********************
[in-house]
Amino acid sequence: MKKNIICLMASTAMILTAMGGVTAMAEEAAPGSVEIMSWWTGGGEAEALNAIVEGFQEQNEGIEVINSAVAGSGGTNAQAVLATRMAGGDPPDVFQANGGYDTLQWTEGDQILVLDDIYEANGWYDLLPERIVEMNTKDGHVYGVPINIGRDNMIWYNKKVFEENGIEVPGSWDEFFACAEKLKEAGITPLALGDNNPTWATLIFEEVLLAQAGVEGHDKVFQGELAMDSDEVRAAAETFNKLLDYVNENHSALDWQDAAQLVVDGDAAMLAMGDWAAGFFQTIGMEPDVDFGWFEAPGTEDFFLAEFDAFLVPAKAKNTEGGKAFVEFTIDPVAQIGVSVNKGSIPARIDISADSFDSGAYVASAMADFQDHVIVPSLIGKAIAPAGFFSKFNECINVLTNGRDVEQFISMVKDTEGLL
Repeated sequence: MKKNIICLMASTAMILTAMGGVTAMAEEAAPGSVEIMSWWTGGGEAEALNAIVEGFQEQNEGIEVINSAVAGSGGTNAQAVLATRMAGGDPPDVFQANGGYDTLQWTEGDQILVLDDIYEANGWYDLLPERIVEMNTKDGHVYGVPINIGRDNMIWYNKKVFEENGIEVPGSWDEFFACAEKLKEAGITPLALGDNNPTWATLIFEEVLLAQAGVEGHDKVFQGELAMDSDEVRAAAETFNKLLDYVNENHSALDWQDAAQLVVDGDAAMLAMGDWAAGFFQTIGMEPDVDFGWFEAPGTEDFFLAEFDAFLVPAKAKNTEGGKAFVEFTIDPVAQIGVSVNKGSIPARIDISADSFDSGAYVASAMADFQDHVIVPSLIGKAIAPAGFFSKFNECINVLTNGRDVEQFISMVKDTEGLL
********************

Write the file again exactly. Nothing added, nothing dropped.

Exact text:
[in-house]
Amino acid sequence: MKKNIICLMASTAMILTAMGGVTAMAEEAAPGSVEIMSWWTGGGEAEALNAIVEGFQEQNEGIEVINSAVAGSGGTNAQAVLATRMAGGDPPDVFQANGGYDTLQWTEGDQILVLDDIYEANGWYDLLPERIVEMNTKDGHVYGVPINIGRDNMIWYNKKVFEENGIEVPGSWDEFFACAEKLKEAGITPLALGDNNPTWATLIFEEVLLAQAGVEGHDKVFQGELAMDSDEVRAAAETFNKLLDYVNENHSALDWQDAAQLVVDGDAAMLAMGDWAAGFFQTIGMEPDVDFGWFEAPGTEDFFLAEFDAFLVPAKAKNTEGGKAFVEFTIDPVAQIGVSVNKGSIPARIDISADSFDSGAYVASAMADFQDHVIVPSLIGKAIAPAGFFSKFNECINVLTNGRDVEQFISMVKDTEGLL
Repeated sequence: MKKNIICLMASTAMILTAMGGVTAMAEEAAPGSVEIMSWWTGGGEAEALNAIVEGFQEQNEGIEVINSAVAGSGGTNAQAVLATRMAGGDPPDVFQANGGYDTLQWTEGDQILVLDDIYEANGWYDLLPERIVEMNTKDGHVYGVPINIGRDNMIWYNKKVFEENGIEVPGSWDEFFACAEKLKEAGITPLALGDNNPTWATLIFEEVLLAQAGVEGHDKVFQGELAMDSDEVRAAAETFNKLLDYVNENHSALDWQDAAQLVVDGDAAMLAMGDWAAGFFQTIGMEPDVDFGWFEAPGTEDFFLAEFDAFLVPAKAKNTEGGKAFVEFTIDPVAQIGVSVNKGSIPARIDISADSFDSGAYVASAMADFQDHVIVPSLIGKAIAPAGFFSKFNECINVLTNGRDVEQFISMVKDTEGLL